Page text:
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The Glencolmcille Sheep Farmers’ Cooperative and Ardara Sheep Fair, 1983

Updated Monday 4th April 2016

Seán McCloskey, the manager of the Sheep Farmers’ Cooperative described how it functioned as the most active of the farmers’ associations in 1983.

The Sheep Farmers’ Cooperative was the most active of the farmers’ associations in 1983. Seán McCloskey, the manager described how it functioned.

Transcript: Glencolmcille Sheepfarmers’ Cooperative, 1983

PAT JESS

Right Sean, you’re the manager here in the Sheep Farmers Cooperative; what exactly is going on today?

SEAN MCCLOSKEY

Well at the moment we’re starting off an auction. Here for us on offer for us today is ewe, ewe lambs and wethers and rams. It’s just the general run of the sheep. Normally, this is the first time for this to happen this year, normally we wouldn’t have this going on; we usually sell the wether lambs off by weight. This last 12 years we’ve been doing that. But we’ve sort of created another option for the farmers to sort of give as a produce. They normally went to a local market which is about nine, ten miles away, but the cost of transport and things like that now have encouraged us to get involved in selling by auction at this place here, you know.

PAT JESS

So you think actually the farmers are going to get a better price.

SEAN MCCLOSKEY

Well, they, even if they don’t get a better price here, they have saved their money in transport ways and they have, when they go away it costs them about £3 a head, you know, to transport, along with feeding themselves for that day and all the rest of it, you know, whereas they’re quite local here, they can skip home for a meal or and they don’t have any costs here, you know.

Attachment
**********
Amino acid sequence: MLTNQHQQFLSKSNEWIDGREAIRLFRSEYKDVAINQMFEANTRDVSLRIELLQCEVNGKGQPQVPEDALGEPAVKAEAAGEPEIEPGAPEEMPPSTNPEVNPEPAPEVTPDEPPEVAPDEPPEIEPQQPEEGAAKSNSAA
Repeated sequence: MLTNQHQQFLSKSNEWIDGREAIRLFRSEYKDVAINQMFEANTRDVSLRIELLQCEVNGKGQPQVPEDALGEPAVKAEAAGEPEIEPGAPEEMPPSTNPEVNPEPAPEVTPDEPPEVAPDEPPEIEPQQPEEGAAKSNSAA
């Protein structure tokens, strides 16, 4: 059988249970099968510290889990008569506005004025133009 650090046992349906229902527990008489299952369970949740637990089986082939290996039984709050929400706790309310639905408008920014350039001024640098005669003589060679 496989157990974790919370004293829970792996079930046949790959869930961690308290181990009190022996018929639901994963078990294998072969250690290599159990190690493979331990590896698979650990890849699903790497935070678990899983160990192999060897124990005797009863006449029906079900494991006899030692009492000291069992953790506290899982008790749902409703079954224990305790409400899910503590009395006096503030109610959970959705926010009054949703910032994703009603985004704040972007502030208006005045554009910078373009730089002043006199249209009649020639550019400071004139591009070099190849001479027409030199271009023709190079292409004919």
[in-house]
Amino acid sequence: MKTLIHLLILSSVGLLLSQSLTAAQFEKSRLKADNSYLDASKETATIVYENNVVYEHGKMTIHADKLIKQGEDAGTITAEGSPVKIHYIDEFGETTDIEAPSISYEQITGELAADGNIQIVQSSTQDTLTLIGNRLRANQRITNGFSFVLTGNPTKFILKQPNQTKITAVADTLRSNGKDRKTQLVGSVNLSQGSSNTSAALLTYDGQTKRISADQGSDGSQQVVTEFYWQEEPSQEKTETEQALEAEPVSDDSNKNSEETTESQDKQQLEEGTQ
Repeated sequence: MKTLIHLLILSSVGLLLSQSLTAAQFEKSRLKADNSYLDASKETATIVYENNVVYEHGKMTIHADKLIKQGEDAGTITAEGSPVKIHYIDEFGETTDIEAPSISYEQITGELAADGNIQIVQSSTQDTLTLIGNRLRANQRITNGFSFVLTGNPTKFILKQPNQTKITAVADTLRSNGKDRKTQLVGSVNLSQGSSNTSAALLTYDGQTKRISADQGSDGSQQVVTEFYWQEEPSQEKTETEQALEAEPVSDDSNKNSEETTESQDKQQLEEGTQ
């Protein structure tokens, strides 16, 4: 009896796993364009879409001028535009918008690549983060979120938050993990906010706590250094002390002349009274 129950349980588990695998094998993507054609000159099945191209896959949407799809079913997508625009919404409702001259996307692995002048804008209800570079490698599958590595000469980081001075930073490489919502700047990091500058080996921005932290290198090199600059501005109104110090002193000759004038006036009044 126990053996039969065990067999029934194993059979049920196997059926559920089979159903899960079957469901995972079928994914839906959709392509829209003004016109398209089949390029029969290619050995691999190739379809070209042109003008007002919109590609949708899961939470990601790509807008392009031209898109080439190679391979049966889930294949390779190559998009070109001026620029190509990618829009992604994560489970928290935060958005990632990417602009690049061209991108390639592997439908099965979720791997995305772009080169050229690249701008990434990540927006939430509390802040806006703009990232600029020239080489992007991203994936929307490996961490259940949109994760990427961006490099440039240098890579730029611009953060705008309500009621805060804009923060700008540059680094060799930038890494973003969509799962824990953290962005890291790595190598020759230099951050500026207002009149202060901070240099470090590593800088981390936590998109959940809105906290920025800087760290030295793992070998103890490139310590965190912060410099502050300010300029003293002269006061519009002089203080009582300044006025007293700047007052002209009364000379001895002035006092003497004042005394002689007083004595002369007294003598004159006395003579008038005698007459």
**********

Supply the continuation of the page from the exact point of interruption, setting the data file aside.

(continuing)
PAT JESS

Well what sort of distance are they coming to get here?

SEAN MCCLOSKEY

Well the longest distance today is 14 miles, you know. Our area of the cooperative itself, it catches about 27 miles radiational in County Donegal. We go from say Bruckless to Ardara area generally, the Glencolmcille peninsula itself.

PAT JESS

Even though William lives within the area served by the Cooperative, he seems reluctant to move entirely over to that form of marketing.

His reluctance, and remember he could be regarded as progressive, mirrors a generally conservative attitude towards innovation, a suspicion about new methods. People wait and see.

WILLIAM FULLER

I am a member of it yeah.

PAT JESS

But?

WILLIAM FULLER

I don’t, I just don’t send the lambs to it. Although they didn’t send away that many lambs this years all together; they only sent away something like 400 lambs or something, 400 to 500. So like there’s men still waiting on where to get them away and they haven’t got them away yet so that’s no good either like, you know.

PAT JESS

And what happens to them then?

WILLIAM FULLER

Well they just have to take them out and sell them as I did.

PAT JESS

Yes.

WILLIAM FULLER

At local marts.

PAT JESS

Yes.

WILLIAM FULLER

You know.

PAT JESS

Yes, yes well are you guaranteed the price at the local market?

WILLIAM FULLER

No, no.

PAT JESS

You just take a chance.

WILLIAM FULLER

Just take a chance.

 

The traditional way of selling sheep was at the local sheep markets, such as the Sheep Fair in Ardara.